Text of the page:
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I’m slowly losing my ability to function at even the simplest things, and I blame this on the fact that the simplest things are increasingly being complicated beyond my modest ability to keep up. 

Case in Point 1: Televisions

I have been contemplating buying a new TV. I didn’t have one from about 2005 through 2011 — as a sort of detox after a lot of years working in network television. In 2011, I bought a to-me-staggeringly-cheap 27-inch computer monitor into which I could plug a laptop and thereby use it to watch downloaded movies and DVDs. I went into a big-box electronics store — I guess I can just say “Best Buy,” since I don’t believe there are any other “big-box electronics” stores left — and they were selling TVs bigger than me for the tiniest of prices. Costco has some amazing stuff, too.  

I remember buying a projection screen TV the size of a refrigerator for about $2,000 in about 1998. It brought much joy, including an unexpected temporary surge of interest in video games. Next to the stuff you can buy now, though, this thing looks like a minivan parked next to a modern sportscar, except the sportscar cost much, much less than the minivan.

There is, you will not be surprised to learn, a catch. 

The catch is that TVs have software now, and that software does not work with all forms of media. If I want one of the fancy TVs cheaply, I have to decide (I am told) which streaming platform I want to watch. Then I have to let the fancy TV connect to my smartphone. 

Regular readers — all three of them — know how I feel about the smartphone. I hate the phone, I hate that increasing numbers of businesses will not interact with you without the phone, I hate the loyalties required from the producers, and to add the TV to this list of dismay is more than I can handle.  

Plus, as I understand it (which I may not, but if I go that route the complaining wouldn’t be nearly as fun) Netflix and Amazon and Hulu and Chromecast and so on don’t like to talk to each other. This means that your TV, in addition to being an unintentional announcement of brand loyalty, also won’t play things you might want to watch if they aren’t on a compatible network. Comcast can suck it and DirecTV eventually found a place of not being much better, but at least they were willing to let me watch the five or 10 channels in which I was interested on a single television.  I did not have to buy one TV for ESPN and Food Network, plus a bunch of adapters and pirating cables to drag in NBC and Animal Planet.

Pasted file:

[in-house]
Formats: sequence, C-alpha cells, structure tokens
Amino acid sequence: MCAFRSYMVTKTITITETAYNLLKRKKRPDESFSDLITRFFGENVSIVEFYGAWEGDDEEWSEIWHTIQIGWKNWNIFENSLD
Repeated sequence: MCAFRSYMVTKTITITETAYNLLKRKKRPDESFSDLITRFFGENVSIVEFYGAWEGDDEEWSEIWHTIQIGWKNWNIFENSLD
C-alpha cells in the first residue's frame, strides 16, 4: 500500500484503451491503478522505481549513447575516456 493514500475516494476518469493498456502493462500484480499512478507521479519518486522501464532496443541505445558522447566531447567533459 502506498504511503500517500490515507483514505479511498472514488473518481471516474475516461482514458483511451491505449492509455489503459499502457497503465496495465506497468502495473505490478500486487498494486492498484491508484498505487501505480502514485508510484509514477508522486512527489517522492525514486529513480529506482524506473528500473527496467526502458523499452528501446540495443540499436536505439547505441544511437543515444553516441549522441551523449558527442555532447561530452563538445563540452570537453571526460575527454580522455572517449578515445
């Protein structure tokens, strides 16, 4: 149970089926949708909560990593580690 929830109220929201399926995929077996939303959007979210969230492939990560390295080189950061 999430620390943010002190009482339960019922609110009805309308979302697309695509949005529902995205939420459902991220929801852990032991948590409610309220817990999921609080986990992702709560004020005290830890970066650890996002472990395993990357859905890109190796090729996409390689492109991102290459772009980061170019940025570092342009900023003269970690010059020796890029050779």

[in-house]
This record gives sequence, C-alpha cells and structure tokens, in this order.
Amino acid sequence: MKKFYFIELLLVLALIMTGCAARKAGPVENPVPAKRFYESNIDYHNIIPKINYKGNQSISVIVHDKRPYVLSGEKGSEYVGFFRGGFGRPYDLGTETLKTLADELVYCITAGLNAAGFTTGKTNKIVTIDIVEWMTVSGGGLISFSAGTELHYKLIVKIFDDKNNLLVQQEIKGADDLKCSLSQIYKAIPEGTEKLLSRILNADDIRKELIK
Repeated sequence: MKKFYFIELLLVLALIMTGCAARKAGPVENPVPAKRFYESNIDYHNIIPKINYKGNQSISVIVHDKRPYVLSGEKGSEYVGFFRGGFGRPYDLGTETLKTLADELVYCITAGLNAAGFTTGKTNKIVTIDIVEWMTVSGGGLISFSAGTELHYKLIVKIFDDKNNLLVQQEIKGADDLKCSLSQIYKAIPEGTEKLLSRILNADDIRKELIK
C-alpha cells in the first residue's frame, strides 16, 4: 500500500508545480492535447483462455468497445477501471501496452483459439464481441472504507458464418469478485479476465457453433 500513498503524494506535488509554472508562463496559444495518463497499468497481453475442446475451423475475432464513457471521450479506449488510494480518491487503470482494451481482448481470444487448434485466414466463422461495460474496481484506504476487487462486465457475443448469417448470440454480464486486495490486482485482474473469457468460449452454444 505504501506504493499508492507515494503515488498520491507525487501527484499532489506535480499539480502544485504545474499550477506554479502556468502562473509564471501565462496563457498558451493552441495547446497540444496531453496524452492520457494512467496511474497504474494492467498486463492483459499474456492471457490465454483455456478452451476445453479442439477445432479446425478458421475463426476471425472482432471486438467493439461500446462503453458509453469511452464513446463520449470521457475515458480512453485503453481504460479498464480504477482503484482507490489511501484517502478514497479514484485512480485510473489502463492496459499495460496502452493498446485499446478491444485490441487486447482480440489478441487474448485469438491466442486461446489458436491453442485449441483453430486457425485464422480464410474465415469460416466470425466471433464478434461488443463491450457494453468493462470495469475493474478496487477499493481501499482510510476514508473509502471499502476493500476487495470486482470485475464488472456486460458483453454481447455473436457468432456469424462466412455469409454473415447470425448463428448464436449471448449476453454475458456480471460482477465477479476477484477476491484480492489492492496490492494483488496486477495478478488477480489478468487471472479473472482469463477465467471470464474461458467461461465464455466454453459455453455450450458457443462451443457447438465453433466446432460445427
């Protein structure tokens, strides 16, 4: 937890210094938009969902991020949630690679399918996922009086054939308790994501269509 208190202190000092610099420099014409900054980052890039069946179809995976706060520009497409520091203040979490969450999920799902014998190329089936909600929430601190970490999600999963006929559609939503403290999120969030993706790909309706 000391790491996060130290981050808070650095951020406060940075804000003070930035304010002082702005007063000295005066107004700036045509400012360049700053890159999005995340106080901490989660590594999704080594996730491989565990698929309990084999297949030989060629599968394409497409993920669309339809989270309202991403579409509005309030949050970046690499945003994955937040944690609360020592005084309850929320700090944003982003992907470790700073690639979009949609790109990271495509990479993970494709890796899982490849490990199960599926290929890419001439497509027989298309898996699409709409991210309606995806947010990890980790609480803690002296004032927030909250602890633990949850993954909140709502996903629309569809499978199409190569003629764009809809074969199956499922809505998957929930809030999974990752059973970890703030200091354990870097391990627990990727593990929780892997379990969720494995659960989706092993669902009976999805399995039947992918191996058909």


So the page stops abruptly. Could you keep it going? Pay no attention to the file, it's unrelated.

So I will remain televisionless, but at least I got half a column out of it. 

Case in Point 2: Garbage

Here’s how garbage used to work: There were two big bins by the garage, and you put the stuff in them that you wanted taken away from your house, and once a week some people came by with a truck and emptied them. This was eco-unfriendly.

Then they added a green bin, which was for aluminum cans, glass bottles, and newspapers. This was fine. (Until they switched the green bin for a blue one, confusing me forever, and also these color-for-substance codes vary by municipality, and also at some point the second garbage became a recycling bin. I’m trying to do the right thing here but meet me partway maybe?)

Then bus-your-own-table places like Panera started recycling. Also fine. 

Then they added another category: Recycling, composting, garbage. Then “garbage” became “landfill.” Then a second category of recyclable was added. Then they stopped listing what went in which bin with words, just icons. Then a helpful student told me that even one molecule of food on a recyclable piece of food packaging could destroy the whole batch. Then the icons got customized individually by each good-doing company, with no standardization. Now I have to pick from no fewer than three options every time I throw something away, which means I often wind up standing in front of a restaurant trash bin, paralyzed with fear that I will make a wrong decision despite my best intentions and be the doofus who contributes the final (plastic) straw that turns Earth into Planet Garbage. 

I liked life better when I understood things.